Antarctic explorer Norman Vaughan dies at 100

Adventurer served as dog handler for Byrd's expeditions in 1928, '30

Posted: Sunday, December 25, 2005

ANCHORAGE - Norman Vaughan, who as a young man explored Antarctica with Admiral Richard Byrd in what was to become a life full of adventure, died Friday just a few days after turning 100 years old.

Vaughan died at about 10:30 a.m. at Providence Alaska Medical Center surrounded by family and friends, nursing supervisor Martha George said.

Vaughan was well enough on Dec. 17 to enjoy a birthday celebration at the hospital attended by more than 100 friends and hospital workers. His actual birthday was Dec. 19 and he celebrated again, but grew increasingly tired as the week progressed, his friend Susan Ruddy said.

Vaughan's life was filled with journeys. His motto was "Dream big and dare to fail." He joined Byrd's expeditions to the South Pole in 1928 and 1930 as a dog handler and driver.

Days before his 89th birthday, he and his wife, Carolyn Muegge-Vaughan, returned to Antarctica and climbed to the summit of 10,320-foot Mount Vaughan, the mountain Byrd named in his honor.

"It was the climax of our dream," he said in 2005. "We had to risk failure to get there. We dared to fail."

Vaughan continued to seek adventure his entire life. His exploits included finishing the 1,100 mile-Iditarod Trail Sled Dog Race six times after age 70. At age 96, he carried the Olympic torch in Juneau, passing the flame from a wheelchair.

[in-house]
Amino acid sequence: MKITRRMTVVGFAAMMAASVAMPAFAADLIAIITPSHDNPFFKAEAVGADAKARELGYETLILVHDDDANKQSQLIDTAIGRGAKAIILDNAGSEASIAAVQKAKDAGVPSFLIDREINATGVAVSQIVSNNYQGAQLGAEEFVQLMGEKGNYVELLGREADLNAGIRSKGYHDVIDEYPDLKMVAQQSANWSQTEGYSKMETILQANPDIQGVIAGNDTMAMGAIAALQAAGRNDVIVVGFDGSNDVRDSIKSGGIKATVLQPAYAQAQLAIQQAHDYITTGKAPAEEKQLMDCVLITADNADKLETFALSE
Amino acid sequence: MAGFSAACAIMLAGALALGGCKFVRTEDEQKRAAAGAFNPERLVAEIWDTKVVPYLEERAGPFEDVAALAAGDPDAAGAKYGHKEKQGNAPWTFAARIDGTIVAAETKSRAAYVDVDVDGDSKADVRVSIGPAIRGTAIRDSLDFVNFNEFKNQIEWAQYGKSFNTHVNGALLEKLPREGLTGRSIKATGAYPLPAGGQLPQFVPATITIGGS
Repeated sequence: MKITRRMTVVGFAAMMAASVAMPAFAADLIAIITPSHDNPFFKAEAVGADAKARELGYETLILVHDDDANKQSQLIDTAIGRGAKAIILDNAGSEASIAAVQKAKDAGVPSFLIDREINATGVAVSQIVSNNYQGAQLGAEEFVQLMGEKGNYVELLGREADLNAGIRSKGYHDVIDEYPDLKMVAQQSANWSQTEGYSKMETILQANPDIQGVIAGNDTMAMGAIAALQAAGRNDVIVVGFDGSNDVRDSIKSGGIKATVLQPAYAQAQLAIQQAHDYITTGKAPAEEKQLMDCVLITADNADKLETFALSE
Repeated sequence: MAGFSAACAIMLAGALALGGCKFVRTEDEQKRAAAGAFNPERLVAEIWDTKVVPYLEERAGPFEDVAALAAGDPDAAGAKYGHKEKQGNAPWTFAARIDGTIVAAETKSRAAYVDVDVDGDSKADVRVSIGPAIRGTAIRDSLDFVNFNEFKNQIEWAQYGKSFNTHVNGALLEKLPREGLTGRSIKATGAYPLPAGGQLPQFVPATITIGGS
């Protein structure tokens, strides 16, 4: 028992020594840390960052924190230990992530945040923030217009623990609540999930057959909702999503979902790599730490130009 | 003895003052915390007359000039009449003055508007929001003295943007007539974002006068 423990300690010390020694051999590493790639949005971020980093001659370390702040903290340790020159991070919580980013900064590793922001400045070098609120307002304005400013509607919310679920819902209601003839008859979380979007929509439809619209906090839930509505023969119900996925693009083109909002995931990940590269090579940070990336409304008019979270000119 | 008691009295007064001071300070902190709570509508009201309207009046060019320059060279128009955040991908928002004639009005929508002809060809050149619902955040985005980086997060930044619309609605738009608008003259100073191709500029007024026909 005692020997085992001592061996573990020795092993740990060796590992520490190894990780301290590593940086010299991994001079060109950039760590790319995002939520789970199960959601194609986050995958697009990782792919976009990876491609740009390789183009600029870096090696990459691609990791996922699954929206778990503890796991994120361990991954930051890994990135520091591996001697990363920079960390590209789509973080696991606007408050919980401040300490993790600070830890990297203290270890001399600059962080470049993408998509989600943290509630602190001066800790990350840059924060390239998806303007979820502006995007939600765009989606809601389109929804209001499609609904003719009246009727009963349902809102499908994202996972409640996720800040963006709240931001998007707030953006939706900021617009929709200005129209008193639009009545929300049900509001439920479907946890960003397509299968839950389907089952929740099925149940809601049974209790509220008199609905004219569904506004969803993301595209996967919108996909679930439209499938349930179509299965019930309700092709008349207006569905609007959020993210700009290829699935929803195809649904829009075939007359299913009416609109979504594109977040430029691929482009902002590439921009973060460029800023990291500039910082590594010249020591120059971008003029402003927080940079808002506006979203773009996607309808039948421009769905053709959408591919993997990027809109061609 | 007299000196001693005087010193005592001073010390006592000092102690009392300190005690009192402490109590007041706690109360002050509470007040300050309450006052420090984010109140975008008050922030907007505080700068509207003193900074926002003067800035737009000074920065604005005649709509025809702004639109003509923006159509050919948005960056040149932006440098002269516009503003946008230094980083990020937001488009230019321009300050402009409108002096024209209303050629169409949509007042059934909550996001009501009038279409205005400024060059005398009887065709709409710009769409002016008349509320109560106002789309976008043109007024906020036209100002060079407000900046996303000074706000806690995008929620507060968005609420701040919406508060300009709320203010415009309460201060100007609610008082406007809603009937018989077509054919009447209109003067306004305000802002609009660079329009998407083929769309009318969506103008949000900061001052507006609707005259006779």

He wanted to climb Mount Vaughan again to celebrate his 100th birthday, but the expedition fell short of money. He planned to sip champagne at the summit.

"The only liquor I've ever had was the taste of wine at communion," he said. "I told my mother I wouldn't drink until I was 100 and she said, 'That's all right.'"

Vaughan had a taste of champagne during his first birthday celebration.

"The glass was always 99 percent full for him. He approached everything with gusto and excitement and anticipation and delight," Ruddy said.

Vaughan was born in Salem, Mass. He was the son of a wealthy leather tanner and shoe manufacturer. He became fascinated by tales of early-century polar explorers and taught himself to mush dogs.

In 1925, he entered Harvard College but soon left to be a dog musher in Newfoundland. He left Harvard for good to join Byrd on his expedition, which included creation of the first settlement in Antarctica and the first air flight over the South Pole. Vaughan was part of a crew that drove dog teams 1,500 miles across the frozen continent to collect geological samples and other scientific data.

"We were the last to use dogs," he recalled in his book, "With Byrd at the Bottom of the World." "From then on, explorers would use planes and over-the-snow vehicles."

Vaughan kept driving dogs after his return to New England, qualifying for an exhibition of the sport at the 1932 Winter Olympics.

At the outset of World War II, he was commissioned an officer in the Army Air Corps and assigned to a search-and-rescue unit in Maine.

After serving in the Korean War, Vaughan started making frequent trips to Alaska and moved permanently to the state at age 67.

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